Our test day started fairly mild but luckily began to rise to the occasion at midday when an increasing south-westerly brought in a more challenging seaway. Driving into the weather revealed two things: firstly, driven with no more than 50% trim out, the boat cuts a reassuringly planted path up to about 40 knots; secondly, if you want those last 5 knots, you need to trim the leg well out. In this second instance the ride is slightly less stable, as you might expect, but the boat really does enjoy the extra trim, as the performance response is noticeable. In reality, you would keep the bow trimmed in running into the weather and drive it in ‘manic mode’ downwind or on calm days. In the turns she is reassuringly sure-footed – no hull slip, and no cavitation driving hard out of the corners.
The steering is hydraulic, with fly-by-wire Yamaha steering soon to be offered. This would be worth having, as although the hydraulic steering of the 750 is safely predictable, you get the impression that a quick-responding fly-by-wire system would enhance the sporting experience further. This boat has Yamaha’s latest engine controls, complete with wireless key fob and a push-button engine start panel. This new system has a neutral engage feature, which, activated at the press of a switch, stops the gearbox from being engaged from the throttle lever, so you can’t inadvertently knock the engine into gear when moving around the boat during berthing.
The Grand Golden Line 750 is as good to behold as she is to drive. As is typical of this brand, no space is wasted in creating a 7.5m RIB that has pretty much all the key features that a seagoing RIB should have in standard form. Our test boat did not have the optional toilet, which no doubt is customer specific, but it is an option that is increasingly seen as crucial in any boat of this size and larger. It also lacked a few other niceties that cost extra. There is a strong argument that says that 80K buys a lot of hard boat, so why spend this on a rigid inflatable? This has been, and will always be, a contentious point. The reality is that Grand are a serious contender in the home-grown competition, and at a price that often wins hands-down.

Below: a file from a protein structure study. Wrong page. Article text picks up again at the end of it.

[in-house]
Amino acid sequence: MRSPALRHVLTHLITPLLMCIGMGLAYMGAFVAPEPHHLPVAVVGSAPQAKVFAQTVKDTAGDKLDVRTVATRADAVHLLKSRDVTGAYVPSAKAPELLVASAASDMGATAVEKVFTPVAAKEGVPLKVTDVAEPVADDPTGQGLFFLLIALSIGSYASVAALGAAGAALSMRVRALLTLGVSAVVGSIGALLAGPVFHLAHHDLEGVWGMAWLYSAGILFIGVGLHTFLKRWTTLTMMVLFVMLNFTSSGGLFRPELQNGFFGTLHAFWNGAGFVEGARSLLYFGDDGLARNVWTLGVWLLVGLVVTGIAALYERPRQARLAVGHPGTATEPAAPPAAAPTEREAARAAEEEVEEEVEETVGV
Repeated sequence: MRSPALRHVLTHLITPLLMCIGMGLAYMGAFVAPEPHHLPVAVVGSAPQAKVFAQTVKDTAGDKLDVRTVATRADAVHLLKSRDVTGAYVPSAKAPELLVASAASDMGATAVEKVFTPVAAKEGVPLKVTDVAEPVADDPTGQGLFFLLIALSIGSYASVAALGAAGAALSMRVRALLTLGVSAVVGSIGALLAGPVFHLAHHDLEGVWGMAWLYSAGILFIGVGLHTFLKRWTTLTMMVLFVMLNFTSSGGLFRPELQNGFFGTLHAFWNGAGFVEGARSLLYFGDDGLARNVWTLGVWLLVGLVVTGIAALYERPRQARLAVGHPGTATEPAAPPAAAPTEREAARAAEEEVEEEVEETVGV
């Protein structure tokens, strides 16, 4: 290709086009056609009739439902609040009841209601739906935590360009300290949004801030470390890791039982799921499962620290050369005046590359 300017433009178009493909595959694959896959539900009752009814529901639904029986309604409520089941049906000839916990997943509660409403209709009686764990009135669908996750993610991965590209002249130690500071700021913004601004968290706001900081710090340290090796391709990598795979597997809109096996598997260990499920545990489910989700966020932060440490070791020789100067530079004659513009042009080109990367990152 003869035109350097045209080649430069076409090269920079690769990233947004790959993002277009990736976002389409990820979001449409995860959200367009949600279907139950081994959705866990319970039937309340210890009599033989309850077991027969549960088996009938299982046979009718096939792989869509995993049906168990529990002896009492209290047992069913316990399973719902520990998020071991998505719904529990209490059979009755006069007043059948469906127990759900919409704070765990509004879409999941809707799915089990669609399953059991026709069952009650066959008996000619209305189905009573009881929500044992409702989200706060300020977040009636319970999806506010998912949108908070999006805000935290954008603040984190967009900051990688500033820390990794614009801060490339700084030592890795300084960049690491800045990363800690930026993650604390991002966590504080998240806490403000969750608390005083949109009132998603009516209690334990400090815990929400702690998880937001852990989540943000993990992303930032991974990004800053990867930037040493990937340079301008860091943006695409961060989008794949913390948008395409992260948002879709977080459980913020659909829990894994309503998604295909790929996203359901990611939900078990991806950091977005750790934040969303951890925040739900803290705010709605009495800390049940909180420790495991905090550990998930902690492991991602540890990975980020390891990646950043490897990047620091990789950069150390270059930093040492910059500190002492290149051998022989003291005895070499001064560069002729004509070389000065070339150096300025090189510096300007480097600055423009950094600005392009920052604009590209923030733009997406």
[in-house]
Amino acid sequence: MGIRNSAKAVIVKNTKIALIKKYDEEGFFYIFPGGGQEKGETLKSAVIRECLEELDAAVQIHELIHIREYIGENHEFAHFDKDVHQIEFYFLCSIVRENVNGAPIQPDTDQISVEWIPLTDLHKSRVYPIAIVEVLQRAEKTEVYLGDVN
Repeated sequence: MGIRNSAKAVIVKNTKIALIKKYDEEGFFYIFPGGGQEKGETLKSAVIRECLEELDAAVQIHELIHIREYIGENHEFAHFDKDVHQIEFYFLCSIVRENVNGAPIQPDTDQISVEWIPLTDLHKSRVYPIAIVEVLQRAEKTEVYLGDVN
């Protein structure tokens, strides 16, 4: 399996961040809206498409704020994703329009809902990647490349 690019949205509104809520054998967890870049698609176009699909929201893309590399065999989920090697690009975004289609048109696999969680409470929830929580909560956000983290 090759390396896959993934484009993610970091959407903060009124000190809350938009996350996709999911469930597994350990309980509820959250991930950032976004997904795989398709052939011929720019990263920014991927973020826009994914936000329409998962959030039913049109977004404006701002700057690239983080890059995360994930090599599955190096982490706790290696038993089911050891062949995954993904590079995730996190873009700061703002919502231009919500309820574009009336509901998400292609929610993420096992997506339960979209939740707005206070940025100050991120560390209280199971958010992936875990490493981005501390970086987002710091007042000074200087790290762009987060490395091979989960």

What we thought
- Solid construction
- Attention to detail
- Excellent finish
- Good storage
- The extras list may be limited but the few items on it are expensive
- LOA: 7.5m
- Beam: 2.85m
- Displacement: 1500kg (with Yamaha F250)
- Power options: 200–250 hp Yamaha
- Transom deadrise angle: 20 degrees
- Fuel capacity: 260L
- RCD category: B
- Test engine: 250hp Yamaha
- From: £78,000 (inc. VAT) with Yamaha F200 (no windlass)
- As tested: £89,295 (inc. VAT) with Yamaha F250
- 45.2 knots
- Range: 160 miles at 27 knots with 20% reserve with a Yamaha F250
Wills Marine Ltd, The Quay, Kingsbridge, Devon TQ7 1JF
Tel.: +44(0)1548 852424